Phillips knew Jenoff's secret, but she never considered going to the police — to do so would violate journalism ethics. Though honoring her word meant she was sometimes fearful of Jenoff's murderous capabilities, Phillips believed that Jenoff ultimately wanted to share his story.
On April 28 2000, Phillips convinced Jenoff to confess to authorities, leading to his arrest.
When she went to court the morning after Jenoff was arrested, Phillips was surprised to find herself in the spotlight. While she wanted to join the throng of reporters, she instead found herself the subject of press attention, with cameras in her face and never-ending questions for her to answer.
Jenoff testified against Neulander, strengthening a case that initially had been based on circumstantial evidence. The rabbi was convicted of murder, and Jenoff pleaded guilty to aggravated manslaughter. Both men remain in prison.
Looking back, Phillips says she would change nothing about her approach to the Neulander story — except for the suit she wore the day the cameras converged around her outside of the courthouse.
Of all the awards Phillips has received for her work — and there are a great many¯ she says nothing matches the sense of accomplishment brought about by the grateful phone calls from Carol Neulander's siblings.
Aside from personal accolades for the Neulander case, Phillips earned a special citation from Investigative Reporters and Editors in 2003 as the judges called her work "an outstanding example of a reporter of great courage who persevered long after most would have given up."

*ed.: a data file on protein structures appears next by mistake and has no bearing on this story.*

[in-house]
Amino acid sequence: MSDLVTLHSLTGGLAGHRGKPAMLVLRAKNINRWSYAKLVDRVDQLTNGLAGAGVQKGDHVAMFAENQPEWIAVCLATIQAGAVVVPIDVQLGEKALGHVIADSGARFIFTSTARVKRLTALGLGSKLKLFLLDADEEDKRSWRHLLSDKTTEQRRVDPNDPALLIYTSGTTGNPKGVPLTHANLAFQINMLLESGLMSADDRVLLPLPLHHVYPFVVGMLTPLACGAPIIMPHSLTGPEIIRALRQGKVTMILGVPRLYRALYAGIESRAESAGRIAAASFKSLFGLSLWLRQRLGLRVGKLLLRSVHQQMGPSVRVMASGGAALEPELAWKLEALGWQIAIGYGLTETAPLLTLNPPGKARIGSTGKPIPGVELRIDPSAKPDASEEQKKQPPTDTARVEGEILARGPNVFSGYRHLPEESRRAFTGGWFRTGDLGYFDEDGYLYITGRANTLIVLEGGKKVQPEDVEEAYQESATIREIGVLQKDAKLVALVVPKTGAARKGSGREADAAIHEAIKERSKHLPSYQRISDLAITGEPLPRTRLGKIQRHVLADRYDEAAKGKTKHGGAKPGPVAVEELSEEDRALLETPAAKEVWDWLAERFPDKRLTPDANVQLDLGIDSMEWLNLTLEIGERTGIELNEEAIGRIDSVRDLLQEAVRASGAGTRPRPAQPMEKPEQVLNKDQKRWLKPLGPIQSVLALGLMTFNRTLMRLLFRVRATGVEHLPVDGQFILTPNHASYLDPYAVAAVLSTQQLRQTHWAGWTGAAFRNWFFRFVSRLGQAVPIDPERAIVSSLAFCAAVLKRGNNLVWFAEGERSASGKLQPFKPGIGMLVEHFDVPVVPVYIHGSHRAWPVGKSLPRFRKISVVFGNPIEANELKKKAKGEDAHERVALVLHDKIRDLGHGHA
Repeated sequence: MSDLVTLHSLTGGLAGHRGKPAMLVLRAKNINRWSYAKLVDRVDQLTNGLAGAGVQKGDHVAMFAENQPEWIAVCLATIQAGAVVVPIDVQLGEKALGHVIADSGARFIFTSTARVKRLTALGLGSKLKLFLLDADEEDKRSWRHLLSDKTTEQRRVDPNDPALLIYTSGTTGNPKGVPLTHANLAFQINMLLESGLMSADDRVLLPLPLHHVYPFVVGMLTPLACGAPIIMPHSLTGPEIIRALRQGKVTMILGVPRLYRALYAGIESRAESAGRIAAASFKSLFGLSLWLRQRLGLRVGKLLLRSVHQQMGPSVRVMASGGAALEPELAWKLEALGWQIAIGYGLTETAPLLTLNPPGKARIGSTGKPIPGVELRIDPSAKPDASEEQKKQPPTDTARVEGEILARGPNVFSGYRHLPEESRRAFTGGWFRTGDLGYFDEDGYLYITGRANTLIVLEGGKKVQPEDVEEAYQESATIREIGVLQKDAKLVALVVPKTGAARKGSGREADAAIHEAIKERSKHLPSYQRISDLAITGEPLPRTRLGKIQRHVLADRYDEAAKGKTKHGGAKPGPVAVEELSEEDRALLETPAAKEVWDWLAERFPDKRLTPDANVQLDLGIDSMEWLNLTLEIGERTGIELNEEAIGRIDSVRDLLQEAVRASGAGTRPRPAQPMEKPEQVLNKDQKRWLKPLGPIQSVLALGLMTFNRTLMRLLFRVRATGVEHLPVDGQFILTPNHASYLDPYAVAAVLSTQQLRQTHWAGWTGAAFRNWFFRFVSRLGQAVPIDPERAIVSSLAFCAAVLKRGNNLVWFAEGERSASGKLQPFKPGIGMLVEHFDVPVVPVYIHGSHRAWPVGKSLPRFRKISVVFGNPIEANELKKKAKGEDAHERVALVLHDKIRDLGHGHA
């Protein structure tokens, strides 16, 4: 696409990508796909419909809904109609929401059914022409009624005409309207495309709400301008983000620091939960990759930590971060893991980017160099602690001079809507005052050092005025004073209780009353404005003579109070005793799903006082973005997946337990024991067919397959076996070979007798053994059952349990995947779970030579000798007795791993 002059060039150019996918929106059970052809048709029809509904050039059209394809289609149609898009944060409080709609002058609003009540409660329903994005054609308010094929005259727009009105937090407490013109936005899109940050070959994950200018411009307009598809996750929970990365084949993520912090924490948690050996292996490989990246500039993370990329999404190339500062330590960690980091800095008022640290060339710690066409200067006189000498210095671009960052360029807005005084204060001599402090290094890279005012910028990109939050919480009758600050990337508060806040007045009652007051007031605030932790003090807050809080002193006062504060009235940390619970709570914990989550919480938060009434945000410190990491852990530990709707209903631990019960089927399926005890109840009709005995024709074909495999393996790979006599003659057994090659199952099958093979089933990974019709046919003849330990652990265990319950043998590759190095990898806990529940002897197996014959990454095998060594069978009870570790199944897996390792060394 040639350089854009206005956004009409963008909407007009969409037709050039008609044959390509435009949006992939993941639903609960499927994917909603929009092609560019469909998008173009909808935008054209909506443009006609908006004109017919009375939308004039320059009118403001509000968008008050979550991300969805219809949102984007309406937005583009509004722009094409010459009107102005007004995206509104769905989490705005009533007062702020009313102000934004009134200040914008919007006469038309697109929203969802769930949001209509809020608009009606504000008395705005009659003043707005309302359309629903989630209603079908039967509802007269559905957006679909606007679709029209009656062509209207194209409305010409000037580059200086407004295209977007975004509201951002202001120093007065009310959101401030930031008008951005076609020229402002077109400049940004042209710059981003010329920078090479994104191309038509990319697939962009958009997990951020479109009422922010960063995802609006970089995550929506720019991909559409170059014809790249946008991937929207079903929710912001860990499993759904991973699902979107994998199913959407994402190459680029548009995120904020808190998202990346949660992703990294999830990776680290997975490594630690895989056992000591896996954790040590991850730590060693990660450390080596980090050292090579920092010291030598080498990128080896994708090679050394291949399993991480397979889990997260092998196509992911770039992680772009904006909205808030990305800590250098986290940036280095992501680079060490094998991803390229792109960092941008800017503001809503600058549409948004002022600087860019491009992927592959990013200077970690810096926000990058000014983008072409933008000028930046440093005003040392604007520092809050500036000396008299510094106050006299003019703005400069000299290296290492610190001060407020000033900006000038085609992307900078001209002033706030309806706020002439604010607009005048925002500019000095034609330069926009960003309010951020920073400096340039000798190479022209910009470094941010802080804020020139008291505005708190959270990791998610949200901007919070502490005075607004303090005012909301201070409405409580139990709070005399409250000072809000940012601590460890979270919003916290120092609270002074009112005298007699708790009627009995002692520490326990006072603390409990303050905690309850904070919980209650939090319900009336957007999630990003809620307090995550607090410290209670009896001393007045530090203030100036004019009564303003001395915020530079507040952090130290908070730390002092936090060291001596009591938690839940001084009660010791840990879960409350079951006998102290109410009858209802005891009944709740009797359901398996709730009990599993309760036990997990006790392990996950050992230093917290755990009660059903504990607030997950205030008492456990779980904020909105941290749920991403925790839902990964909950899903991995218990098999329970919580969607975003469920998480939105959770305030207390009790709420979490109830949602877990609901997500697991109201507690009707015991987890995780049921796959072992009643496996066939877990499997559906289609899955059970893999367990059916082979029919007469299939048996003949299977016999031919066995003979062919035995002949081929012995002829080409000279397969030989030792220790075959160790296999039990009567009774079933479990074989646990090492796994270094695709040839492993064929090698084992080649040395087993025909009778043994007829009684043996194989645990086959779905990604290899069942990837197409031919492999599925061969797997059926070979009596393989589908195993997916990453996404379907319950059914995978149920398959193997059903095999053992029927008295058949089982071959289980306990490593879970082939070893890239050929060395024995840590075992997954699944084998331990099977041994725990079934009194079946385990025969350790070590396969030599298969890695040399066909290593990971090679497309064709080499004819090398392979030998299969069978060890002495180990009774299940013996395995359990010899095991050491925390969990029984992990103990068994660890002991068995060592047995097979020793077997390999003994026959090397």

Phillips also shared a Casey Medal for Meritorious Journalism in 2007 for coverage of Philadelphia's failing Department of Human Services and has been a finalist for the Selden Ring Award, Scripps Howard Award and National Headliner Award.
When she's not breaking news, Phillips loves spending time with her Labradoodle, Max, making weekly flower arrangements for her home and cooking.
She calls rich food her biggest vice, but she's also an avid gym-goer, a fan of Pilates, yoga and swimming.
"I can spend hours in the kitchen, trying out new recipes, making big pots of soup or a long-simmering Bolognese," Phillips says. "To me, there is something soul-satisfying about making wonderful food and sharing it with others."
Whether she is cooking or writing, Phillips' ability to connect with others is clear. She pours herself into everything she does.
"With great investigative reporters, there is this almost magical quality that transmits in which reporters have the ability to make almost immediate rapport with sources," Gene Roberts says. "Nancy had this from the beginning. She's one of the few."